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Petunia Flowers Eaten-up?

This could be the insect eating your Petunias

By: Sandy Feather 2007
Penn State Extension


Q. I have a hanging basket of white petunias that were just lovely. Little by little, it seems that something is eating the flowers. It started out with holes in the petals. Now, a lot of the blooms are gone. I have had rabbits eat petunias in the past, but these are in hanging baskets. Besides, only the flowers are bothered. The plants themselves seem to be unscathed. Do you have any idea what could cause this and what I can do about it?

A. It sounds like the work of the tobacco budworm larva (Heliothis virescens). The larva, or caterpillar, matures at about an 1 1/4 inches long. The larva's color depends somewhat on its diet and varies from black to pale brown, reddish or greenish. This pest can also damage flowering tobacco (Nicotiana spp.), geraniums (Pelargonium spp.), ageratum, snapdragons (Antirrhinum majus), roses, strawflower (Bracteantha bracteata) and many other species of flowers.


Life Cycle of Tobacco Budworm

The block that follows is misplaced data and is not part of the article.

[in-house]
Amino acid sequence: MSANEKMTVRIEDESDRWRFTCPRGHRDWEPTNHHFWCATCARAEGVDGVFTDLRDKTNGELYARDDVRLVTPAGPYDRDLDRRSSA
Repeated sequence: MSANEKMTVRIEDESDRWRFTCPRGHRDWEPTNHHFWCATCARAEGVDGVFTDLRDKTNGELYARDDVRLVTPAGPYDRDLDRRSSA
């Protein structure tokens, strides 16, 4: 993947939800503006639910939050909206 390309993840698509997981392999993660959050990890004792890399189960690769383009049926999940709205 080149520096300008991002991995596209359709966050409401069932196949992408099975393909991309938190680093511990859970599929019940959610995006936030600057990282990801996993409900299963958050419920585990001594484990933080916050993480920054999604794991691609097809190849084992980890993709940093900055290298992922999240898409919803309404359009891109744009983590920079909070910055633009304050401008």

They overwinter as pupae a few inches below the soil surface near susceptible plants. Adult moths emerge in the spring, and after mating, females lay eggs on host plants. The adult moths are pale green with four lighter, wavy bands on the forewing, and have a wingspan of an 1 1/2 inches or so. Because moths are active at night, you probably would not notice their activity.


Purple petunia hanging basket

The caterpillars hatch and feed primarily on buds and flowers; they rarely feed on leaves. They can cause extensive injury if populations are high. They mature in about three weeks, and then burrow into the soil to pupate. We have two generations in our area every year, with their peak populations occurring in August and early September.

 


Hand-Pick Budworm Caterpillars

Handpicking is an effective control for small plantings, such as a hanging basket. If the caterpillars make you squeamish, wear gloves to pick them and crush them under foot. Because they are the larvae of moths, Bt (Bacillius thuringiensis) provides good control on small larvae. Bt is a bacterial disease that affects only the larvae of moths and butterflies that feed on treated crops. The target insect must ingest Bt in order for it to work, so plants have to sustain a little more damage. It is very safe for people, pets, wildlife and insects that are not feeding on sprayed plants.
 


Other Methods of Control

Once the larvae get beyond the half-inch size, Bayer Advanced Power Force Multi-Insect Killer (cyfluthrin) will provide better control. Cyfluthrin is a synthetic form of pyrethrins, a botanical insecticide made from the flowers of the pyrethrum chrysanthemum.

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